Waymo has long been seen as having a significant head start on self-driving technology. In 2018, the company aimed to capitalize on its early lead by launching a commercial self-driving service by year’s end. It arguably met that goal last December, but only under generous definitions of “commercial” and “self-driving.”

The new Waymo One service was not open to the general public—it was initially limited to a few hundred people who had previously participated in Waymo’s closed testing program. And after months of talking up fully driverless technology—including a TV commercial starring late-night host Jimmy Kimmel—every Waymo One vehicle had a driver behind the wheel.

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Source: Ars Technica

Android Auto gets a big UI revamp

Google I/O is going to kick off later today, but before the big show starts, Google has pushed out an early announcement: Android Auto is getting a new look. Google’s update won’t arrived until “This summer,” but we get screenshots today showing all the significant new additions.

Google says “The new interface is built to help you get on the road faster, show more useful information at a glance, and simplify common tasks while driving.” In previous versions of Android Auto, a system bar at the bottom of the screen housed five app icons: Maps, Contacts, Home, Music, and a “car” screen (which didn’t have much use). The new version removes the app shortcuts from the system bar’s navigation and instead turns it into a mini app bar. There’s a “Home” button” on the left, notification and voice buttons on the right, and a middle section that intelligently displays a tiny interface from either navigation or your media app. With the Map open, you’ll get music controls at the bottom. With the music open, you’ll see your next turn information.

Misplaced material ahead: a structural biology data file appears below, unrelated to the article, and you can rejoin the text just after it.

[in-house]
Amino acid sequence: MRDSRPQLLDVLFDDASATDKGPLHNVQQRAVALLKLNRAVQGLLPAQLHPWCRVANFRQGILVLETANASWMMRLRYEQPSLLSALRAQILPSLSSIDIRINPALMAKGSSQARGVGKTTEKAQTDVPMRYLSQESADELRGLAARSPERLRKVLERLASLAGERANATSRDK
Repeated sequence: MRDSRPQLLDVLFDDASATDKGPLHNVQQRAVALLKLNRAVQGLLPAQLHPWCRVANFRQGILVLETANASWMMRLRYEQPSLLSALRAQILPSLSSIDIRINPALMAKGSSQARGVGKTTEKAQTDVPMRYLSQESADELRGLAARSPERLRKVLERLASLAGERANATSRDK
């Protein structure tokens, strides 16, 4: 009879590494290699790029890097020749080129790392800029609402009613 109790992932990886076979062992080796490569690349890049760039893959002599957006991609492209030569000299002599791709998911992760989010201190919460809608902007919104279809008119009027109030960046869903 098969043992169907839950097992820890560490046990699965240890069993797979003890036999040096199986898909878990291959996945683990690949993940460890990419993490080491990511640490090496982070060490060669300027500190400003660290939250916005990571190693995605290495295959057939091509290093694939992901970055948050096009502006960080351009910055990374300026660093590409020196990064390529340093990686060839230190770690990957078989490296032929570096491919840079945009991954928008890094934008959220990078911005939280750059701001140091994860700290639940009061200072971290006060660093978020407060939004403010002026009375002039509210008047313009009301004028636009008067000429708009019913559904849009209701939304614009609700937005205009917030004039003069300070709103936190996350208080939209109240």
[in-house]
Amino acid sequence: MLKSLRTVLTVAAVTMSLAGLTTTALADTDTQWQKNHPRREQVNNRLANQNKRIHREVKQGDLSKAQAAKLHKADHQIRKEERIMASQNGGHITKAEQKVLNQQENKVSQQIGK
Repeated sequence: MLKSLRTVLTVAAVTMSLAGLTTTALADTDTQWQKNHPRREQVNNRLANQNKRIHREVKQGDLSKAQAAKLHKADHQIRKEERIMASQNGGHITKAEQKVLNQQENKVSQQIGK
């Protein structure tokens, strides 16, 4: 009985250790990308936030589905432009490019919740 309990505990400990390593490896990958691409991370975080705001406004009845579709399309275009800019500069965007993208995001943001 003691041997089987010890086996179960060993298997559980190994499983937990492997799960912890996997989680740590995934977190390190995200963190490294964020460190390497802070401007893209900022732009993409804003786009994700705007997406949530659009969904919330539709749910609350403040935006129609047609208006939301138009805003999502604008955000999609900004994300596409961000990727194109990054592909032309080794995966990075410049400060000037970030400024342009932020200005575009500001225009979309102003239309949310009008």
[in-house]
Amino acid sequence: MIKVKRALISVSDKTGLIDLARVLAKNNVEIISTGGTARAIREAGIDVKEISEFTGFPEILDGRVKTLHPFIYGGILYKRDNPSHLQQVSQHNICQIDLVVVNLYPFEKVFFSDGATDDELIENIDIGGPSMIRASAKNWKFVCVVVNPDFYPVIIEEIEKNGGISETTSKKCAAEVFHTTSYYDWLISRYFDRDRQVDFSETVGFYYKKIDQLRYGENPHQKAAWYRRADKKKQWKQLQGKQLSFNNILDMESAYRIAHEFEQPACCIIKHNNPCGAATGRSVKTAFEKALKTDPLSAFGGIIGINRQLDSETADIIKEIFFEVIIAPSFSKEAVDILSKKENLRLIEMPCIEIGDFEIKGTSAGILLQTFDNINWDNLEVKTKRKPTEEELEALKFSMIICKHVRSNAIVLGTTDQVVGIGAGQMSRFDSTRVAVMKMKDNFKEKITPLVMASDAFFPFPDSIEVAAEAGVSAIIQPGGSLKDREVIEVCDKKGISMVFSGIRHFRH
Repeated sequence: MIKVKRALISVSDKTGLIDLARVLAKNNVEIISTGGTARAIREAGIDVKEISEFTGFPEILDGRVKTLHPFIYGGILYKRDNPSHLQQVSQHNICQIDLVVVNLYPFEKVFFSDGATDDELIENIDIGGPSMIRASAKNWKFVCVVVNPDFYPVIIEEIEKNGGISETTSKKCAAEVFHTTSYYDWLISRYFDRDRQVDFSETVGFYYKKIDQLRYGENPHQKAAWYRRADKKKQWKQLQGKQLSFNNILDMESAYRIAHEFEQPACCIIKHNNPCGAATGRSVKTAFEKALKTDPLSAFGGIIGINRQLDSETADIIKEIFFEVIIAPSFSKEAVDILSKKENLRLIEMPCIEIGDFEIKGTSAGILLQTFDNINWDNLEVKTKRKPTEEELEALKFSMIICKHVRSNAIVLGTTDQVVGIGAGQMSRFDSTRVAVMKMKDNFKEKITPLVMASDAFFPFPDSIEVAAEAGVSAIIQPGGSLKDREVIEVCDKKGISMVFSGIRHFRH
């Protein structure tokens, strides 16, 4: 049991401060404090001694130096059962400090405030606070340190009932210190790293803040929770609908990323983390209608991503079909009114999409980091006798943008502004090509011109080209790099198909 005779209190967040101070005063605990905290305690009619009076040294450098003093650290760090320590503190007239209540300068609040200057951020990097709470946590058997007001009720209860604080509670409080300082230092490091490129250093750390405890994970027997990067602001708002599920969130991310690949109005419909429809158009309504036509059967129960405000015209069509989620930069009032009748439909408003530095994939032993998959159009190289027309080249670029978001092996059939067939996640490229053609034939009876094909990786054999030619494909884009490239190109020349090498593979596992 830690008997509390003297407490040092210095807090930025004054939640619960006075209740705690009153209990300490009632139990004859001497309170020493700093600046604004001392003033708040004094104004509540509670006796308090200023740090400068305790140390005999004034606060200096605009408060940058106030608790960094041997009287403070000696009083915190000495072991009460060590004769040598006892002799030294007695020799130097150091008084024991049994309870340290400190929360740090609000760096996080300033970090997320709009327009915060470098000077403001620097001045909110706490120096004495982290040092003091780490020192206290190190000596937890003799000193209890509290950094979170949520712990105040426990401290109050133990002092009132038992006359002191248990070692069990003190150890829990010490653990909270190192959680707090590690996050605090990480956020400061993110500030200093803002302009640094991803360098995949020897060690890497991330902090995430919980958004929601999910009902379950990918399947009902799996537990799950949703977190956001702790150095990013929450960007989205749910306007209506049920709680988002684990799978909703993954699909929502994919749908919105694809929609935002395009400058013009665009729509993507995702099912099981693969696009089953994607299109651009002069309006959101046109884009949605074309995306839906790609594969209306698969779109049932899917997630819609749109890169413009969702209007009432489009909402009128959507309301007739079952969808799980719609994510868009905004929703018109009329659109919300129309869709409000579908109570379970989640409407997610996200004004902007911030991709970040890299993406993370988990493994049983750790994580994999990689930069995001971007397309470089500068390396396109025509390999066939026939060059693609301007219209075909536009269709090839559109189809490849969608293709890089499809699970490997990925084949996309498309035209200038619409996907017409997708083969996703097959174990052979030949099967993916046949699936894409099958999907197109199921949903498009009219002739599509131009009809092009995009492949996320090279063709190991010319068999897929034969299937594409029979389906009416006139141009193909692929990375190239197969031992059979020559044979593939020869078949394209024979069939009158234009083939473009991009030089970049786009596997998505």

With most of the app navigation abilities removed from the system bar, Android Auto is switching to a tried-and-true app grid for app navigation. This grid of apps is now the new home screen, and the familiar list of notifications and suggestions (Android Auto’s old home screen) now live under the bell button.

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Source: Ars Technica